A nice spot to roam around and enjoy the views.
 Some of New York's rolling hills fade into the horizon.
 A great view at the rural countryside of Stephentown, NY.
 Continuing down the road, a look back at the parking area lookout.
 Just down the hill from Berry Hill lies Berry Pond, the highest natural body of water in the entire state.
 The reflections were amazing as the clouds danced around.
It is amazing to view the clarity of the water of Berry Pond.  There are several campsites located along the pond however, and is usually one of the most popular spots in the State Forest.
 A bit further along the road, is a side trail that leads about .3 miles to Tilden Swamp. This is a far more tranquil location if you are looking for serenity.
 The clouds were really thickening up as I looked out over the swamp's waters.
 Parker Brook's headwaters are found here at the outlet from Tilden Swamp.  Further down in the forest, the brook has several beautiful cascades that are worth a look.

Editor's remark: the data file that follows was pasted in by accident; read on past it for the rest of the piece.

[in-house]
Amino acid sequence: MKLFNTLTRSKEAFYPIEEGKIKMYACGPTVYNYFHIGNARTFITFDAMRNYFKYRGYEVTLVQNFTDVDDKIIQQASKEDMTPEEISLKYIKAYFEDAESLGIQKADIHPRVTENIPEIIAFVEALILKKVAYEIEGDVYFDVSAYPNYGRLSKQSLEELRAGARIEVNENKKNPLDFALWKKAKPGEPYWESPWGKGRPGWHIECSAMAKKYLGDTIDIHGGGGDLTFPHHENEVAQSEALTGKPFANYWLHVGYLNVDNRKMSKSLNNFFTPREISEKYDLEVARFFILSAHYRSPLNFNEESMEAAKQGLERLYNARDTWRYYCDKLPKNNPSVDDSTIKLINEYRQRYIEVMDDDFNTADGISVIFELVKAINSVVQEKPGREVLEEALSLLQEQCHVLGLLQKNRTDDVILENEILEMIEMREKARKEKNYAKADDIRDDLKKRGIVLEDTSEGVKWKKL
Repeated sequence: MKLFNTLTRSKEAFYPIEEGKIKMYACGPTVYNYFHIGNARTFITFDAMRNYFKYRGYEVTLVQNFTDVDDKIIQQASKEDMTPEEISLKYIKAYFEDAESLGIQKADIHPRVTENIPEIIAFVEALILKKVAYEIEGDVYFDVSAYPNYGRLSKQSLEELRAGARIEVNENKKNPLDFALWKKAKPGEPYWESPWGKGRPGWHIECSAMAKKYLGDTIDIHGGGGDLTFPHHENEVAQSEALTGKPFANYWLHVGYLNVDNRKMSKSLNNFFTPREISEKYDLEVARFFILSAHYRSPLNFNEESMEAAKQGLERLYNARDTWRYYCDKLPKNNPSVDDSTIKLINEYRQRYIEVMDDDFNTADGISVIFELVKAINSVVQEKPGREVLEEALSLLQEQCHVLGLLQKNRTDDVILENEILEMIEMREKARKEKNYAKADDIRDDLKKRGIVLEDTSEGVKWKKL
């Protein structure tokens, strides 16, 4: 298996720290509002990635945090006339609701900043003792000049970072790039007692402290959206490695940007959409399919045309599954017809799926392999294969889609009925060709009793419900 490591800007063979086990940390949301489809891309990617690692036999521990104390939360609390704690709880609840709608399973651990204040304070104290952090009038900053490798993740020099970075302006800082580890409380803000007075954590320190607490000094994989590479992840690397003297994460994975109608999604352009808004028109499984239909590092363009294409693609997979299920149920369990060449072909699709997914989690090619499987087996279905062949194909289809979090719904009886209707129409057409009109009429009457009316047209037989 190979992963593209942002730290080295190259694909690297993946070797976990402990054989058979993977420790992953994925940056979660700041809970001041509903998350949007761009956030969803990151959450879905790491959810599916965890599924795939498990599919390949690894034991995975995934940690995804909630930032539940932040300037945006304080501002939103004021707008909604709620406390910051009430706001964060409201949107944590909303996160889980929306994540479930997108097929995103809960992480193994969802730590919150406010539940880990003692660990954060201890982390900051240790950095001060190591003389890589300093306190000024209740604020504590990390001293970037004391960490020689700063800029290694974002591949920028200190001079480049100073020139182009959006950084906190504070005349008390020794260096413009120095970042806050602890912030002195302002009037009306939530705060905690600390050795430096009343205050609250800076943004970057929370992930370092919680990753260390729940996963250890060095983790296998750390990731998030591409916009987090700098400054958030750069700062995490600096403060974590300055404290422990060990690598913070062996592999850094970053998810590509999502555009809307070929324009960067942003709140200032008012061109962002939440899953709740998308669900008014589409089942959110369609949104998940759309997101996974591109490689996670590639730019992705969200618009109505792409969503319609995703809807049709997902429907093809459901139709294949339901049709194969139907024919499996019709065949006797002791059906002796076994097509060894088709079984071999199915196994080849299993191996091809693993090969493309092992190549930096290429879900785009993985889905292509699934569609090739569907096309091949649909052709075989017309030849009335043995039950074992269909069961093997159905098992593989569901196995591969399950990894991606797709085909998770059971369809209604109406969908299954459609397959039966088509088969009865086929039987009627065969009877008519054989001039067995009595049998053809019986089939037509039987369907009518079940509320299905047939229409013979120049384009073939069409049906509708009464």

As I descended steadily down the circuit road, the sun began to reemerge making for a very pleasant walk.
 Noticed this pretty cascade flowing down the mountain from an unnamed tributary of Parker Brook.
 Finally the road begins to level off as you near some more camping areas and open fields.  Parker Brook continues to flow beautifully beside the road here.
 There's something about the sound of a babbling brook that is certainly relaxing.
 I'm always amazed by just how clear the mountain water is here.  Whether it be Parker Brook, pictured here: